Birthday Flower Bouquets
All will come in handy to create a diverse bouquet.The best time to cut flowers is early in the morning, before the dew has dried. This is when a plant contains the most water and its stems are full. The plants have spent the previous daylight hours manufacturing food for themselves and the blossoms will be filled with nutrients to help them survive in the vase. It’s best to take a pail of lukewarm water along with disinfected and sharp pruning shears into the garden.
Making the First Cut
First, clean off your chosen pail or vase with a mild solution of ammonia or white vinegar in water to get rid of any bacteria that has accumulated from your last bouquet. The general rule is to not cut tightly closed buds or mature flowers. Most flowers are best cut when the buds are half-open. Whenever possible cut the stem above a node so the plant will be able to send out a new shoot from the node. After you make your cut, plunge the cut flower into the warm water. It's even better to cut a second time under running tap water once you have the flowers in your house. Botanists swear this will make the flowers last longer. When flowers are out of water for even a short time, their stems seal off. Re-cutting them lets them draw up water again.It’s also best to cut stems on a slant so that the water conducting cells are in contact with water even when the ends are sitting on the bottom of a vase.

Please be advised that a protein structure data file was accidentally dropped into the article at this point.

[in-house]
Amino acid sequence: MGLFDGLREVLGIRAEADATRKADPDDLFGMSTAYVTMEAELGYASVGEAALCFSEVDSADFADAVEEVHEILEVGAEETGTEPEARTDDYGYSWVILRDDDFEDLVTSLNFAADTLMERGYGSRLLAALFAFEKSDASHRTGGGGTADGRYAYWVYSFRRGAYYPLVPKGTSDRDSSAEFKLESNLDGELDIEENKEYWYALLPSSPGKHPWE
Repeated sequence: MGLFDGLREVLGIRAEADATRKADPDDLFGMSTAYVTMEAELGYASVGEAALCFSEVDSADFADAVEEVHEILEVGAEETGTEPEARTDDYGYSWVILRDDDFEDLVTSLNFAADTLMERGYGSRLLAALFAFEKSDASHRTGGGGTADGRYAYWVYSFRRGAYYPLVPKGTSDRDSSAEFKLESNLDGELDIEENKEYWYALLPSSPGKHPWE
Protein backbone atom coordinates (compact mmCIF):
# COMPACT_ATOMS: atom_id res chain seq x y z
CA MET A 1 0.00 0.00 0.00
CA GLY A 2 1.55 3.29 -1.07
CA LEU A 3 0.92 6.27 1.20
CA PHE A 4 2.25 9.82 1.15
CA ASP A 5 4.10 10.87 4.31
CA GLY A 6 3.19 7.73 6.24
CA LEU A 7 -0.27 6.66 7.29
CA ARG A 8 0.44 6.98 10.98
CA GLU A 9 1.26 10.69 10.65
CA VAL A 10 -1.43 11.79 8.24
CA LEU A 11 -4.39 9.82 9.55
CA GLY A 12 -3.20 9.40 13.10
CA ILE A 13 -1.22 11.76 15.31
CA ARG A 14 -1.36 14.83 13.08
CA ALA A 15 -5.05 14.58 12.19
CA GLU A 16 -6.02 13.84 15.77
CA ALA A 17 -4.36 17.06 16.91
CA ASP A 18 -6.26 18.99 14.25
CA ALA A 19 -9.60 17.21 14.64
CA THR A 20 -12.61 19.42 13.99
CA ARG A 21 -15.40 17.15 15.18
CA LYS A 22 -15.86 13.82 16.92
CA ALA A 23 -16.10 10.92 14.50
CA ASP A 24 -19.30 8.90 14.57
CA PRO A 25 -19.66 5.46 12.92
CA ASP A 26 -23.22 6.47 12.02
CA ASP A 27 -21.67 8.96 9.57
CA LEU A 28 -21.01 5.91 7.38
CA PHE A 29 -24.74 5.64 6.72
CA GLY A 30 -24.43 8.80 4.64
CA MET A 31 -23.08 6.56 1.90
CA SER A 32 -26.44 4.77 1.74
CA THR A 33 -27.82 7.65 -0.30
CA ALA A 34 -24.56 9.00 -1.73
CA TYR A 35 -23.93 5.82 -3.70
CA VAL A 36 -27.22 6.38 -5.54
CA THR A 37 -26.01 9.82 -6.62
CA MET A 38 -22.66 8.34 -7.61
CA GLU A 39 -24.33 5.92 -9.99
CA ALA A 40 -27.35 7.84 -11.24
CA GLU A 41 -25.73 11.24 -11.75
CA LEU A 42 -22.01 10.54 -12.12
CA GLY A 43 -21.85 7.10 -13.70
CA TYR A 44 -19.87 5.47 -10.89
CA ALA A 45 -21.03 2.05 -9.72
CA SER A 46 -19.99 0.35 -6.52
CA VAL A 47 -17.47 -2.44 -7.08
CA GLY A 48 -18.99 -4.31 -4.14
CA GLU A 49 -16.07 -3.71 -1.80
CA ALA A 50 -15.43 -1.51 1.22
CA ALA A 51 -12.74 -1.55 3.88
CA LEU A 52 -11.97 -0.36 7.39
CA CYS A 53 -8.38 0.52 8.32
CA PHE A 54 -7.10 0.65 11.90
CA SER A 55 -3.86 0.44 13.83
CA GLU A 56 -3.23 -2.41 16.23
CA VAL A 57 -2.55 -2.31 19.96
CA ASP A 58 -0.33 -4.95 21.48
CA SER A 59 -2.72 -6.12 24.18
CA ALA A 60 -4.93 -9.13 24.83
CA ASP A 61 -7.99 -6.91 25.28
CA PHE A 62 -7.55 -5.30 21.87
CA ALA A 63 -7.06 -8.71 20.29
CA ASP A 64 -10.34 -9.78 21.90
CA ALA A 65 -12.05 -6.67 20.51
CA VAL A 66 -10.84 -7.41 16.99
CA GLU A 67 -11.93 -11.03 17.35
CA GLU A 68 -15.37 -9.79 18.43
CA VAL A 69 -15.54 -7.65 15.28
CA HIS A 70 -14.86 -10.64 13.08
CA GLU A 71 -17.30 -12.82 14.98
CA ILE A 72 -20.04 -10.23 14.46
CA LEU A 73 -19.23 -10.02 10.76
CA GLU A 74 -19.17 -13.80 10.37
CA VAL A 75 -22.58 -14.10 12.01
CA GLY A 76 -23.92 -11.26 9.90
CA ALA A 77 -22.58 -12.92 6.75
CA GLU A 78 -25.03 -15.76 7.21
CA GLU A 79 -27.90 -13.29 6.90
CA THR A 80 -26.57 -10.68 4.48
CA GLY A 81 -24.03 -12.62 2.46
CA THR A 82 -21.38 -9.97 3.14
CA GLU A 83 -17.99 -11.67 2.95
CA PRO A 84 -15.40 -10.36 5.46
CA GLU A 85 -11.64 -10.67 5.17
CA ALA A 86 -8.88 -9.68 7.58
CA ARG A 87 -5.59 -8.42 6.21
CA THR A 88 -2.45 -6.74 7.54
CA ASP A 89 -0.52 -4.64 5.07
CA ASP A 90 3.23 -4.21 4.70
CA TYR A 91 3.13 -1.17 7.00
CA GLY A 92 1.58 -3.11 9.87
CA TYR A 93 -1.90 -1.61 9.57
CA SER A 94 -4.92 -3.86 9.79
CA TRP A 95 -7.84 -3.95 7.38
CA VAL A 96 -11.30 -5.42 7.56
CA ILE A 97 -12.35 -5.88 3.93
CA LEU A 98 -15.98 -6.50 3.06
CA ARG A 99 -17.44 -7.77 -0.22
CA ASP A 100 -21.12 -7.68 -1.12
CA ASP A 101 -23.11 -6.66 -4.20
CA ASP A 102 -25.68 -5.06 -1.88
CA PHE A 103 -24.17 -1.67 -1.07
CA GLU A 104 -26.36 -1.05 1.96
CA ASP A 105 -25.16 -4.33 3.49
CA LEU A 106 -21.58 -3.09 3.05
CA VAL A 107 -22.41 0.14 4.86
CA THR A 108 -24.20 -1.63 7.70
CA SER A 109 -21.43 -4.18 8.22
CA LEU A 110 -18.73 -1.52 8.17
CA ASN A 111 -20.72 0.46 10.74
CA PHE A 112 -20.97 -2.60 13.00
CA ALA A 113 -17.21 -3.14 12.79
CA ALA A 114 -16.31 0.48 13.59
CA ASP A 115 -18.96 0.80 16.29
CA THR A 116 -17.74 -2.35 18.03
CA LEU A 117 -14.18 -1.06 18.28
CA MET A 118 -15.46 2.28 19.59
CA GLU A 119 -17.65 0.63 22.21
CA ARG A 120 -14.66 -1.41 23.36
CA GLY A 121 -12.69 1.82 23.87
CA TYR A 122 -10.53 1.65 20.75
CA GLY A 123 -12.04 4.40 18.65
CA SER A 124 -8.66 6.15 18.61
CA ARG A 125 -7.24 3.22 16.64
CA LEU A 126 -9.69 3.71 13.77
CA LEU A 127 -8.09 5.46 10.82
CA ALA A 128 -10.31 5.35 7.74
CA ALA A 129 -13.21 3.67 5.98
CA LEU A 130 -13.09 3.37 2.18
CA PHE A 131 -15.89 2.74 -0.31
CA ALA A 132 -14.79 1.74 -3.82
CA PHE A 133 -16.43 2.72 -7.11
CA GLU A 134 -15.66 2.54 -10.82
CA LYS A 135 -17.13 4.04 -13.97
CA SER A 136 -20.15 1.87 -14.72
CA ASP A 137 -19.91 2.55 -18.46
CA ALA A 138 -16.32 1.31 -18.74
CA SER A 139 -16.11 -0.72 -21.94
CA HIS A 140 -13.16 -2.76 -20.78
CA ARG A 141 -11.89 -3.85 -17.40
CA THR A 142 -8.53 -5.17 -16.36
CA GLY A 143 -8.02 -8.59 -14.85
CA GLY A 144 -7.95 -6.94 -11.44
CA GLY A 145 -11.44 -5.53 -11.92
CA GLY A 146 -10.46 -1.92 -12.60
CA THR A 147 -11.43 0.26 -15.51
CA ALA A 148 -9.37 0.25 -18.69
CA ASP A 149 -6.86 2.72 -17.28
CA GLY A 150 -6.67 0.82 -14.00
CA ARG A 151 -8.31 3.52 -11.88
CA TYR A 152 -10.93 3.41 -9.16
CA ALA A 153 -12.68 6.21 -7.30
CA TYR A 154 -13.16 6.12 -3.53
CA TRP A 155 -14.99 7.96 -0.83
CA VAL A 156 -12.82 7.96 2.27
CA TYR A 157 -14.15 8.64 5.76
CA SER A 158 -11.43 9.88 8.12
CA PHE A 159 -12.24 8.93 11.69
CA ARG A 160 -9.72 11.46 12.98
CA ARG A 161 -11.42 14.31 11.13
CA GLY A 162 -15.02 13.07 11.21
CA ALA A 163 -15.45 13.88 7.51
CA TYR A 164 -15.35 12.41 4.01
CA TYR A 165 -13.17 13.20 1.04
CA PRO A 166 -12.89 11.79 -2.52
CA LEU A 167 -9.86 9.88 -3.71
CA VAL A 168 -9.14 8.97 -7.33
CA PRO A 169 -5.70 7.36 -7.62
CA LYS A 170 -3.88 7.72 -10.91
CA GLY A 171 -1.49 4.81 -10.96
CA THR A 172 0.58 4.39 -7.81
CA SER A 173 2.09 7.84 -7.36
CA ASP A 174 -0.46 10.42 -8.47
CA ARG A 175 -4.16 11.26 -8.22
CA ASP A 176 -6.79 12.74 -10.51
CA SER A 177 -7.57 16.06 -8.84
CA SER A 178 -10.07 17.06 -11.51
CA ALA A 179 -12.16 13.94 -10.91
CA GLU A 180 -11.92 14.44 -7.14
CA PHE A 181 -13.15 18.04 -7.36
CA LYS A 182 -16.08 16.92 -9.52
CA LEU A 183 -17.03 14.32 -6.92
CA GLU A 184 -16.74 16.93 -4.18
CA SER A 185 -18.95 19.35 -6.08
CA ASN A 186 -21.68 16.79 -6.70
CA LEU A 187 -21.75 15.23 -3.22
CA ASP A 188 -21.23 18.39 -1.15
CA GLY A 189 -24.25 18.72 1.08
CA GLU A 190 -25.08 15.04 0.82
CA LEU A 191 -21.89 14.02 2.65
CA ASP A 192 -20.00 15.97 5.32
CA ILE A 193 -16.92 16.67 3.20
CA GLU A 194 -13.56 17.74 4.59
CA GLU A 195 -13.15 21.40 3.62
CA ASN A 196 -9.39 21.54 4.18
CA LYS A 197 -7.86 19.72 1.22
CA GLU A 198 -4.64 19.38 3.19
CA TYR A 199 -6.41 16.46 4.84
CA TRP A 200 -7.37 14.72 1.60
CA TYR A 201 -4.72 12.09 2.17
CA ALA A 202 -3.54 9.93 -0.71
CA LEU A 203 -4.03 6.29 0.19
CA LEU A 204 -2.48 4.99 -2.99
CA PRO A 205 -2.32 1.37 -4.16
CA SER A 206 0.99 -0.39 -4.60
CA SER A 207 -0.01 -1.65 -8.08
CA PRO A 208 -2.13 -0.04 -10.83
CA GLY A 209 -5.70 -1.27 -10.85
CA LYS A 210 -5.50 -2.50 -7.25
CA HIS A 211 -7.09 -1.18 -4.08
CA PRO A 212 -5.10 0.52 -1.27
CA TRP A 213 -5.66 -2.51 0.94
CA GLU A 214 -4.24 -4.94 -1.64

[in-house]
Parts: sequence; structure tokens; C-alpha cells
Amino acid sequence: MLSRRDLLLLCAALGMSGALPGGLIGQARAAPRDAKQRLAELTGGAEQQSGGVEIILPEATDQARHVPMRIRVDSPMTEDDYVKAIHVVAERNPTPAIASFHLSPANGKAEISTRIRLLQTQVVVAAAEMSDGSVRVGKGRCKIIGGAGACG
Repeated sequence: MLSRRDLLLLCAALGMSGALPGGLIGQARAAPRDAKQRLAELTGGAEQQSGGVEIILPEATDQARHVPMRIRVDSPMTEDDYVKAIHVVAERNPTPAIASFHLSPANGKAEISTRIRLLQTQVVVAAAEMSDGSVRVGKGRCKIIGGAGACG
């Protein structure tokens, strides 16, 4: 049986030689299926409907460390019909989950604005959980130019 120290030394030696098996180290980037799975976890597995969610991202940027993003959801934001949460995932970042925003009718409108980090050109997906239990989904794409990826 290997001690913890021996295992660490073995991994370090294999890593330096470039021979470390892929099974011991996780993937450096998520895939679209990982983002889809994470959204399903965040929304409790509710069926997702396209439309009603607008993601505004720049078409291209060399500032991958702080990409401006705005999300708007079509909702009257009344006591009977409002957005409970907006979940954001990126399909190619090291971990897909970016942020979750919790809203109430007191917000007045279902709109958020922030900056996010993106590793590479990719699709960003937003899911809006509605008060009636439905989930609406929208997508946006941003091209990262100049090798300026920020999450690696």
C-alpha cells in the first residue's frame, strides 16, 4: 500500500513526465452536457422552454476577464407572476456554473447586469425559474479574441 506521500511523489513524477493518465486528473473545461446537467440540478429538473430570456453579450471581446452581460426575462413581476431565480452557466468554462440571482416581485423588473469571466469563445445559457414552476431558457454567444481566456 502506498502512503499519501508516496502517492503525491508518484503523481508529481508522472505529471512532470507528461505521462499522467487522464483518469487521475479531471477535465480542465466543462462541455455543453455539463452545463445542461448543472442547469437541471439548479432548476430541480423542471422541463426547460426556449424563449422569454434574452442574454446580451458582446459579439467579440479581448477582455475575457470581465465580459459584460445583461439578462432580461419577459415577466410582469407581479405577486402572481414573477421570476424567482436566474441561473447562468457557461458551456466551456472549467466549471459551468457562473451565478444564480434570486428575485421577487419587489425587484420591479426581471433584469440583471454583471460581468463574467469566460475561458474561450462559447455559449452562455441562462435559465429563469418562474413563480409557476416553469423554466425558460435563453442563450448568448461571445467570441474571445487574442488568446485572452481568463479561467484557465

Flowers that bleed a milky sap or clear fluid bleed out nutrients that attract bacteria. With these flowers it is good to quickly dip the cut end of the stems into boiling hot water. Flowers that will last longer by being sealed in boiling hot water are campanulas, daffodils, hollyhocks, myosotis, hydrangeas, lantana, poppies, lobelia and dahlias.